Microecon, Chapter 7( week 7)
Microecon, Chapter 7( week 7) ECON 2106
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This 4 page Class Notes was uploaded by Daria Trikolenko on Sunday October 9, 2016. The Class Notes belongs to ECON 2106 at Georgia State University taught by in Summer 2015. Since its upload, it has received 12 views. For similar materials see PRINCIPLES OF MICROECONOMICS in Economcs at Georgia State University.
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Date Created: 10/09/16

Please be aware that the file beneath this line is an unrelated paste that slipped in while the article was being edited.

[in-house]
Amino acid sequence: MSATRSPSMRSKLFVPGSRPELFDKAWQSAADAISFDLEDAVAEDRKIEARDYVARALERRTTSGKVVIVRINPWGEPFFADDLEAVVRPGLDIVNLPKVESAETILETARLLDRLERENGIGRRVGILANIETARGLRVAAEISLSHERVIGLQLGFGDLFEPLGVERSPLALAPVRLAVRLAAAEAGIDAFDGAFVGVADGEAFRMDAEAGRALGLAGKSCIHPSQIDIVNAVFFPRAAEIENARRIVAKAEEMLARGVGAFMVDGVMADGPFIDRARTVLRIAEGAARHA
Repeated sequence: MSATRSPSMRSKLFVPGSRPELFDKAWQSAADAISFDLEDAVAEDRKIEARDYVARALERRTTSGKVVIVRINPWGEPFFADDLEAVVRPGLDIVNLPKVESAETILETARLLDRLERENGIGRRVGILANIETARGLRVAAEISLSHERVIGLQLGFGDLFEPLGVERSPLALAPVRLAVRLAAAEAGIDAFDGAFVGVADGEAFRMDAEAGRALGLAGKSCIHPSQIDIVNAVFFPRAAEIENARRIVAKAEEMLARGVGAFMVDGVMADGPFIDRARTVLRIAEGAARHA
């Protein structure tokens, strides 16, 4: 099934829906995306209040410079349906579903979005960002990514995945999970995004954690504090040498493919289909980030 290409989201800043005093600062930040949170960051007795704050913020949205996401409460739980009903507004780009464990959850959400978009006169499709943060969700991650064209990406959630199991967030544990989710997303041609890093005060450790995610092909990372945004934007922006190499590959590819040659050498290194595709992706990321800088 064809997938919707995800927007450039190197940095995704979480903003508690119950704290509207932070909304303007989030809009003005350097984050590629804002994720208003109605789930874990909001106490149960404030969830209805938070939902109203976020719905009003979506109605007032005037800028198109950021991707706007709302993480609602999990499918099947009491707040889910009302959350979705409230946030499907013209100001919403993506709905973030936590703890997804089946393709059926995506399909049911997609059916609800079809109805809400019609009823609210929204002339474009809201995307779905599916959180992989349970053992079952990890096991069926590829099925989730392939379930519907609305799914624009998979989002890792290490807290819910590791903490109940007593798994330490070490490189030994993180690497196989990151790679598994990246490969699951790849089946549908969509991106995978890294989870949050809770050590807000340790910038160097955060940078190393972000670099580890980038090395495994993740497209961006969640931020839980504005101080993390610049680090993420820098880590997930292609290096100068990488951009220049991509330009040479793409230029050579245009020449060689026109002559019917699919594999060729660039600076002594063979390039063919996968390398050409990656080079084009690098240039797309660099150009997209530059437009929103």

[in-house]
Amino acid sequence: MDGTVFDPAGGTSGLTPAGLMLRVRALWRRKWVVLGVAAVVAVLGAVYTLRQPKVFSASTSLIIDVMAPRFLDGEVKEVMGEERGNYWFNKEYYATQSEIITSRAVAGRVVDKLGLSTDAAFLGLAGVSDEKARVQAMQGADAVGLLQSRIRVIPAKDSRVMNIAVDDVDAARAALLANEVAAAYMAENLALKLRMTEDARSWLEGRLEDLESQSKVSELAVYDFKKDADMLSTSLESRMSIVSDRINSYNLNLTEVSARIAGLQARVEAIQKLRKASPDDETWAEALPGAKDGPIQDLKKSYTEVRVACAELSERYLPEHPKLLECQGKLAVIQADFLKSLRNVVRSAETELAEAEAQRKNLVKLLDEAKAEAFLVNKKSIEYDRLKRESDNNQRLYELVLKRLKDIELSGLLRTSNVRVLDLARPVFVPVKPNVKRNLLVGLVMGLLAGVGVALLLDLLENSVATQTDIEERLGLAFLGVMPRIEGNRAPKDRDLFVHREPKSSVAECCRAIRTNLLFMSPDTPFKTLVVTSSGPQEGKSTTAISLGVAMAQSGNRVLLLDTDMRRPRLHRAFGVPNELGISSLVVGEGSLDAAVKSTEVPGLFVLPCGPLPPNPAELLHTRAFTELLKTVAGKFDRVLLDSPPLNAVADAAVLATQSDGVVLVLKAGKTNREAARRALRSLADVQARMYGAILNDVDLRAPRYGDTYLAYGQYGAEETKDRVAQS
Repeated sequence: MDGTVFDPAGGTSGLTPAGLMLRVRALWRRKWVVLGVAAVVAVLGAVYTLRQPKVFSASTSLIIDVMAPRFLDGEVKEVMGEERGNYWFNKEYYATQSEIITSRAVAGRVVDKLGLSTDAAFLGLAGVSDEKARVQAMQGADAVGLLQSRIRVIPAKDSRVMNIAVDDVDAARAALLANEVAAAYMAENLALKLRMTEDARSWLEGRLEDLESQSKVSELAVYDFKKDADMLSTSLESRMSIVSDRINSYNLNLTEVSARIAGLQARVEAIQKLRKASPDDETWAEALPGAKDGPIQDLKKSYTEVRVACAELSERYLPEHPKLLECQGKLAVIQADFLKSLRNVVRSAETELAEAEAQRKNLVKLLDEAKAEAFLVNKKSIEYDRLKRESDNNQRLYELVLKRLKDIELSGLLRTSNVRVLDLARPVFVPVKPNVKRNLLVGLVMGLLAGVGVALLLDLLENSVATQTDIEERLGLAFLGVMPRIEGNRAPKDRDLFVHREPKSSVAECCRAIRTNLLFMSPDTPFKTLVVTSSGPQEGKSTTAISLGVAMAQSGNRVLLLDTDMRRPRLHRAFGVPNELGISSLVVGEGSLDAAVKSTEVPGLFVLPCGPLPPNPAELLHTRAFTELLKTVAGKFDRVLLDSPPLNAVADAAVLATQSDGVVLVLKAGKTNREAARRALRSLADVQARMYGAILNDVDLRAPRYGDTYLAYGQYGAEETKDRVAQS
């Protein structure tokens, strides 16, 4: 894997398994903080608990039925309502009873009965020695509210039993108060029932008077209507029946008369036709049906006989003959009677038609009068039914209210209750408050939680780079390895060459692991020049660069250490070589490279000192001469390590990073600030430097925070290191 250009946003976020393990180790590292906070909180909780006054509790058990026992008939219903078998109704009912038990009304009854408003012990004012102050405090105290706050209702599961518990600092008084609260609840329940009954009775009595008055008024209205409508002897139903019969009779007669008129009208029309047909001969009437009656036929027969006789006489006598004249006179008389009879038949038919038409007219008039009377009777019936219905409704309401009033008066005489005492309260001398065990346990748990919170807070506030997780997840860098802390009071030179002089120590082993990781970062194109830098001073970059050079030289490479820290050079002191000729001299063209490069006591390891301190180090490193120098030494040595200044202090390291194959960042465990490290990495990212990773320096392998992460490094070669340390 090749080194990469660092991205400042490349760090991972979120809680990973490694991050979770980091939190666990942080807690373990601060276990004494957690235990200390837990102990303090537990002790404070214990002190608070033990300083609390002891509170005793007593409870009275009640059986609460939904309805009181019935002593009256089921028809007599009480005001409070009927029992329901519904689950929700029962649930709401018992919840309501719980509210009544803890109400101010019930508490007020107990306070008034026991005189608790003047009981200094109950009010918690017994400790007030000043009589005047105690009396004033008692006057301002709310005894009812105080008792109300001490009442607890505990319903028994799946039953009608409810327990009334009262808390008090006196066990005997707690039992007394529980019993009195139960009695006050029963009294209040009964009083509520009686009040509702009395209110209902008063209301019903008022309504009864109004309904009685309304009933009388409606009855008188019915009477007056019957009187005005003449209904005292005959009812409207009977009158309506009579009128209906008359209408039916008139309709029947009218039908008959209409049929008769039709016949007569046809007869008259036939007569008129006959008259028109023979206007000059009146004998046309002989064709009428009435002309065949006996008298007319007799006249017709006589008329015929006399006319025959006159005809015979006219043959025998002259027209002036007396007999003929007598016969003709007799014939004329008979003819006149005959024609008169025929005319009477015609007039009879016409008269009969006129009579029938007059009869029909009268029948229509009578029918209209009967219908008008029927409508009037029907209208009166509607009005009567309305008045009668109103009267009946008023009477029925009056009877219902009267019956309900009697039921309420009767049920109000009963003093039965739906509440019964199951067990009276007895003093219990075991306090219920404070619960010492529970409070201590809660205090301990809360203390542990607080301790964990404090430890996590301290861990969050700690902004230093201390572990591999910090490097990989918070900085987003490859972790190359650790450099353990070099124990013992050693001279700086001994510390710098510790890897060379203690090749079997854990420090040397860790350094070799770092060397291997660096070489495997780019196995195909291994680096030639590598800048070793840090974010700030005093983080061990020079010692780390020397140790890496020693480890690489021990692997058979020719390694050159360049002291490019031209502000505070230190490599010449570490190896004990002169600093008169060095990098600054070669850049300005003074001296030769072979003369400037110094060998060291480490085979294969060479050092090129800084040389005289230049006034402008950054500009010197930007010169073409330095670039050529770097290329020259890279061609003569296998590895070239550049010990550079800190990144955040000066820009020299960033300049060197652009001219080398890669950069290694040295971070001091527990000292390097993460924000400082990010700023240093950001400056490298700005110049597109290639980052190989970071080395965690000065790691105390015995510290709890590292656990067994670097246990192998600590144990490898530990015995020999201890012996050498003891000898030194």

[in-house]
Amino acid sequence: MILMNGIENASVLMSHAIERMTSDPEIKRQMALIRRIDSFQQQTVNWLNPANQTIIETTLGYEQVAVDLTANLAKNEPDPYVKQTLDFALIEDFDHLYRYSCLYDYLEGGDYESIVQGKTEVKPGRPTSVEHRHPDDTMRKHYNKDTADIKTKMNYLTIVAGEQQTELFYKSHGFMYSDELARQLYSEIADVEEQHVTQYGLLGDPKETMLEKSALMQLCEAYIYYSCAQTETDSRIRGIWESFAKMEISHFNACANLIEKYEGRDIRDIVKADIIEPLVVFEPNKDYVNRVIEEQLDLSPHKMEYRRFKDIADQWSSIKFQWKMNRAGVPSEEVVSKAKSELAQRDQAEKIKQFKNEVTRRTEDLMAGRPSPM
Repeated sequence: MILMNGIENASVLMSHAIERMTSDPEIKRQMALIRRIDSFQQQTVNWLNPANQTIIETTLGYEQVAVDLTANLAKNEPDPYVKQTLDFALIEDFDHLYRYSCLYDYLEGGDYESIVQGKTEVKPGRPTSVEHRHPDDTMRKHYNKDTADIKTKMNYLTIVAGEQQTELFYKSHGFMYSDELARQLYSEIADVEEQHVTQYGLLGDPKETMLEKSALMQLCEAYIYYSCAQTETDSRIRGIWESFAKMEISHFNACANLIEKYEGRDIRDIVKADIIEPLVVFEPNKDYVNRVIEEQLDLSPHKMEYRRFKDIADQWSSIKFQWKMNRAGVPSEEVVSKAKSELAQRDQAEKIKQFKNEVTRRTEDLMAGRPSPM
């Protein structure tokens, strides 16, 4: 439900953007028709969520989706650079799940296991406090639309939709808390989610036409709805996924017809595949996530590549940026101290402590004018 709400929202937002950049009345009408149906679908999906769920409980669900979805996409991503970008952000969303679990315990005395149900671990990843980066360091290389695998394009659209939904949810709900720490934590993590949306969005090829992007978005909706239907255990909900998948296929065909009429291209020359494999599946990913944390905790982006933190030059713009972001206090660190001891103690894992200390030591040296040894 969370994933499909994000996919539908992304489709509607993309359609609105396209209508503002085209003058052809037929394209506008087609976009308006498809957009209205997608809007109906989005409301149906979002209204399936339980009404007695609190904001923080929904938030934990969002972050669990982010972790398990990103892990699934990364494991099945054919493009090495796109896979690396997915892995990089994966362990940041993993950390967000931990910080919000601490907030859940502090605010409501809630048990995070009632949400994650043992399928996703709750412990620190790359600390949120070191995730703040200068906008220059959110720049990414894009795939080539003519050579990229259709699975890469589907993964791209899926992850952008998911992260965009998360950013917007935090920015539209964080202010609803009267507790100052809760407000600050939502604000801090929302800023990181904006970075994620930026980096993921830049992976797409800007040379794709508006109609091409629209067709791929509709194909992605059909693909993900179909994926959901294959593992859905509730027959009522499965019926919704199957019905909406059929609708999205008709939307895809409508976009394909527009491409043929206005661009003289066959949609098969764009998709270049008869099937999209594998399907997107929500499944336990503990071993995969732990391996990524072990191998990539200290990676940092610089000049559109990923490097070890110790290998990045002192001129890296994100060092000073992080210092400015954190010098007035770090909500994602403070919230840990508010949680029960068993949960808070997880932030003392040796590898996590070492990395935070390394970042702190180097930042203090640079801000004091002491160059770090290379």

Chapter 7. Market efficiencies Externalities, or costs and benefits of market activity, that affect a third party, often lead to undesirable consequences. Internal costs of participation – the costs that only the individual participants pay. Ex. Amount person pay for gasoline for his car. External costs – costs imposed on people who are not participants in that market. Ex. Air pollution Social costs- a combination of the internal costs and the external costs of a market activity, together help a market to work efficiently. A third-party problem An externality exists whenever a private cost diverges from a social cost. A third- party problem occurs when those, not directly involved in market activity, experience negative or positive externalities. If a third party is advisedly affected, the externality is negative (ex. Second-hand smoking) Society would benefit if all consumers and producers considered both the internal and external costs of their action. Positive externalities exist when knowledgeable workforce benefits employers looking for qualified employees. Connecting for negative externalities. Complex processes in business generates many negative externalities, including the release of pollutants into the air and the dumping of waste by products. Social optimum- the price and quantity combination that would exist if there were no externalities. When negative externalities occur, the government may require externality-causing market participants to pay for the cost of their actions. Three potential solutions: 1) Install pollution abatement equipment or to change production techniques; 2) Tax can be levied as a disincentive to produce; 3) Pay for environmental damage it causes. Internalize the externality- firm must take into account the external costs to society that occur as a result of its action. This solution will shift the supply curve and will consist of combination of internal and external costs, willingness to sell good declines, or shift to the left (social optimum at lower quantity, than at the market equilibrium quantity demanded) Market equilibrium creates deadweight loss (DWL) Connection for positive externalities Vaccinated individual creates an internal benefit. External benefit is that other people will not catch the flu and contagious, which helps to protect those who don’t get flu shots. Public health officials need to encourage people to consider the external benefit of their vaccination and produces positive benefits by internalizing the externalities. To promote social optimum by encouraging economic activity that helps third parties (subsidy, price break). Subsidy acts as a consumption incentive: enables the consumer to spend less money (shifting demand curve). Subsidy encourages consumer to interline the externalities. Move form equilibrium quantity demanded to social optimum. - Helps individual realize external benefits; - Finance/ subsidize production and consumption of the good; - Low requiring consumption vaccines. Private markets are not efficient, when positive externalities, because it’s not fully capturing benefits. What are private goods and public goods? Property rights – give the owner the ability to exercise control over a resource. Private property- provides an exclusive right of ownership that allows for the use, exchange. 1) Incentive to maintain property 2) Incentive to protect (ex. Protect from theft, damage) 3) Incentive to conserve property (ex. extend the usable life of car) 4) Incentive to trade with others The Coase Theorem Whenever the externality is large enough to justify the expense, the externality gets internalized. The Theorem states that if there are no barriers the negotiations, and if property rights are fully specified, interested parties will bargain privately to correct any externalities. Private and public goods An excludable good-one that the consumer is required to purchase before being able to use it. A rival good – one that cannot be enjoyable by more than one person at a time. Private good – both excludable and rival in consumption. Since the producer gets to charge a price and the consumer gets to acquire a rival good, the stage is set for mutual gains from trade. Public good- can be jointly consumed by more than person and it’s difficult to excludable nonpayers. Since consumer can’t be easily forced to pay, they may desire of good than is typically supplied. Public goods are often under produced because people can get them without paying. Free-rider problem – occurs whenever people receive a benefit they don’t need to pay for. Ex. Street musicians Tax revenue- eliminates the free-rider problem in the context of national defense. Ex. Taxes to pay for aircraft carriers. Club goods and common-resource goods. Club goods- non-rival in consumption and excludable. Ex. Satellite TV, must pay to receive the signal; more than one consumer can get the signal Common- resource good- rival in consumption but not excludable. Ex. Crab can be caught by only 1 crew, but any boat wants to brave the elements that can catch crab. Cost-benefit analysis It’s a process used to determine whether the benefits of providing a public good outweigh the cost. Internet piracy – illegal form of free-riding. If copyright routinely violated, revenues to private businesses will decline and the amount of music and movies produced will decrease. Copyright laws make the good excludable but non-rival. Common resources and tragedy of the commons Tragedy of commons- a situation that occurs when a good that is rival in consumption but non-excludable becomes depleted. Common ownership leads to overuse. Common property leads to abuse and depletion of the resource. Incentives associated with common property. 1) The incentive to neglect Ex. Ocean is not owned by anyone, fishing ground can’t be protected 2) The incentive to overuse Ex. None has the authority to define how much of a resource can beused. Solution to the tragedy of the commons It requires planning and coordination. Businesses and individuals can be discouraging from producing emission through carbon taxes, internalize the negative externalities. Cap and trade policy- approach to emissions reduction that has received much attention lately. Create the conditions for carbon producers to internalize the externality by establishing markets for tradable emission permits. Ex. Limit the amount of CO2 that can be emitted. Companies that produce fewer carbon emission can sell the permits they didn’t use. Negative consequence- cap and trade presumes that nations can agree on and enforce emission limits, but such agreement have proven difficult to negotiate.